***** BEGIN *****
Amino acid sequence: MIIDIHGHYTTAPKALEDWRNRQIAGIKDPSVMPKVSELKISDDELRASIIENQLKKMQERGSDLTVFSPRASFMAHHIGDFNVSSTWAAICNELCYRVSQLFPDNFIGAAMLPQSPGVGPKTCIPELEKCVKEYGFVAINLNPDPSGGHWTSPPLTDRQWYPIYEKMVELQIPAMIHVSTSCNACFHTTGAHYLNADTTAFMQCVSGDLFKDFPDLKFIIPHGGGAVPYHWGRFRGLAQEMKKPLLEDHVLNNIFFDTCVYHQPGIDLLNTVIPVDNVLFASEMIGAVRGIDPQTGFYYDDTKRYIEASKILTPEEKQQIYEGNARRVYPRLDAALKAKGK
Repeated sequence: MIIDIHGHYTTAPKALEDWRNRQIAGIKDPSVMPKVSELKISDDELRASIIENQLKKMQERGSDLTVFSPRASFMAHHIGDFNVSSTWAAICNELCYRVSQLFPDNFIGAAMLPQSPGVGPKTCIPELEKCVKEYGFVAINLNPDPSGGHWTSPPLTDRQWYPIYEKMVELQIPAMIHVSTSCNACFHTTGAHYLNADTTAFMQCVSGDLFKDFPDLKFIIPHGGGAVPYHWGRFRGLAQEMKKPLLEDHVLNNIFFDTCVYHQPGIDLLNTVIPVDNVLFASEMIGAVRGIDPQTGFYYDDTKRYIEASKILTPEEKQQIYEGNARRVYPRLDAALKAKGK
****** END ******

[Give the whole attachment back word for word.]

Amino acid sequence: MIIDIHGHYTTAPKALEDWRNRQIAGIKDPSVMPKVSELKISDDELRASIIENQLKKMQERGSDLTVFSPRASFMAHHIGDFNVSSTWAAICNELCYRVSQLFPDNFIGAAMLPQSPGVGPKTCIPELEKCVKEYGFVAINLNPDPSGGHWTSPPLTDRQWYPIYEKMVELQIPAMIHVSTSCNACFHTTGAHYLNADTTAFMQCVSGDLFKDFPDLKFIIPHGGGAVPYHWGRFRGLAQEMKKPLLEDHVLNNIFFDTCVYHQPGIDLLNTVIPVDNVLFASEMIGAVRGIDPQTGFYYDDTKRYIEASKILTPEEKQQIYEGNARRVYPRLDAALKAKGK
Repeated sequence: MIIDIHGHYTTAPKALEDWRNRQIAGIKDPSVMPKVSELKISDDELRASIIENQLKKMQERGSDLTVFSPRASFMAHHIGDFNVSSTWAAICNELCYRVSQLFPDNFIGAAMLPQSPGVGPKTCIPELEKCVKEYGFVAINLNPDPSGGHWTSPPLTDRQWYPIYEKMVELQIPAMIHVSTSCNACFHTTGAHYLNADTTAFMQCVSGDLFKDFPDLKFIIPHGGGAVPYHWGRFRGLAQEMKKPLLEDHVLNNIFFDTCVYHQPGIDLLNTVIPVDNVLFASEMIGAVRGIDPQTGFYYDDTKRYIEASKILTPEEKQQIYEGNARRVYPRLDAALKAKGK